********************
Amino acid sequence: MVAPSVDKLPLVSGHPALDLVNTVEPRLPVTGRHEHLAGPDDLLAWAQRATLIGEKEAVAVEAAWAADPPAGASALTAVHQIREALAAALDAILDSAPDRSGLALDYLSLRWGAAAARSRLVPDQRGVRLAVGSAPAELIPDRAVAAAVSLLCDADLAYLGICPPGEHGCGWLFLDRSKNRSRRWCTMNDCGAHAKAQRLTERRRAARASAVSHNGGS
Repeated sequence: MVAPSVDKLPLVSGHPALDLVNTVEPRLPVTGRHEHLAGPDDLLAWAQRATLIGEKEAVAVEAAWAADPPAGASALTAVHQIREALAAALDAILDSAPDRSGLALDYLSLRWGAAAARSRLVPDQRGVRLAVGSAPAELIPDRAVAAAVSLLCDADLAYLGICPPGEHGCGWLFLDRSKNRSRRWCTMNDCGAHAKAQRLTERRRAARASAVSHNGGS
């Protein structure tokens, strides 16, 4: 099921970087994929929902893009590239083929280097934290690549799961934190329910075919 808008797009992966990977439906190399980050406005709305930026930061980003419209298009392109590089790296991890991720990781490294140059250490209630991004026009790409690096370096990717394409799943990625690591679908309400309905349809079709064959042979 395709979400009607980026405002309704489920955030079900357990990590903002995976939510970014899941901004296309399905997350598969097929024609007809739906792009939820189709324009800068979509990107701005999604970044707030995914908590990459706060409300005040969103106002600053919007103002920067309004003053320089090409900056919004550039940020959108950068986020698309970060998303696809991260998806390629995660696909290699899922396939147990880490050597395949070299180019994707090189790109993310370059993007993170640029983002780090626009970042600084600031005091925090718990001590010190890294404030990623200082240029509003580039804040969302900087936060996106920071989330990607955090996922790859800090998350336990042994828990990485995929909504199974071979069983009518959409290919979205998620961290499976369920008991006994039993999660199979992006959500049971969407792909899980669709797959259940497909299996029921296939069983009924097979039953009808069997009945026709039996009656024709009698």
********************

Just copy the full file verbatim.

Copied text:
Amino acid sequence: MVAPSVDKLPLVSGHPALDLVNTVEPRLPVTGRHEHLAGPDDLLAWAQRATLIGEKEAVAVEAAWAADPPAGASALTAVHQIREALAAALDAILDSAPDRSGLALDYLSLRWGAAAARSRLVPDQRGVRLAVGSAPAELIPDRAVAAAVSLLCDADLAYLGICPPGEHGCGWLFLDRSKNRSRRWCTMNDCGAHAKAQRLTERRRAARASAVSHNGGS
Repeated sequence: MVAPSVDKLPLVSGHPALDLVNTVEPRLPVTGRHEHLAGPDDLLAWAQRATLIGEKEAVAVEAAWAADPPAGASALTAVHQIREALAAALDAILDSAPDRSGLALDYLSLRWGAAAARSRLVPDQRGVRLAVGSAPAELIPDRAVAAAVSLLCDADLAYLGICPPGEHGCGWLFLDRSKNRSRRWCTMNDCGAHAKAQRLTERRRAARASAVSHNGGS
């Protein structure tokens, strides 16, 4: 099921970087994929929902893009590239083929280097934290690549799961934190329910075919 808008797009992966990977439906190399980050406005709305930026930061980003419209298009392109590089790296991890991720990781490294140059250490209630991004026009790409690096370096990717394409799943990625690591679908309400309905349809079709064959042979 395709979400009607980026405002309704489920955030079900357990990590903002995976939510970014899941901004296309399905997350598969097929024609007809739906792009939820189709324009800068979509990107701005999604970044707030995914908590990459706060409300005040969103106002600053919007103002920067309004003053320089090409900056919004550039940020959108950068986020698309970060998303696809991260998806390629995660696909290699899922396939147990880490050597395949070299180019994707090189790109993310370059993007993170640029983002780090626009970042600084600031005091925090718990001590010190890294404030990623200082240029509003580039804040969302900087936060996106920071989330990607955090996922790859800090998350336990042994828990990485995929909504199974071979069983009518959409290919979205998620961290499976369920008991006994039993999660199979992006959500049971969407792909899980669709797959259940497909299996029921296939069983009924097979039953009808069997009945026709039996009656024709009698």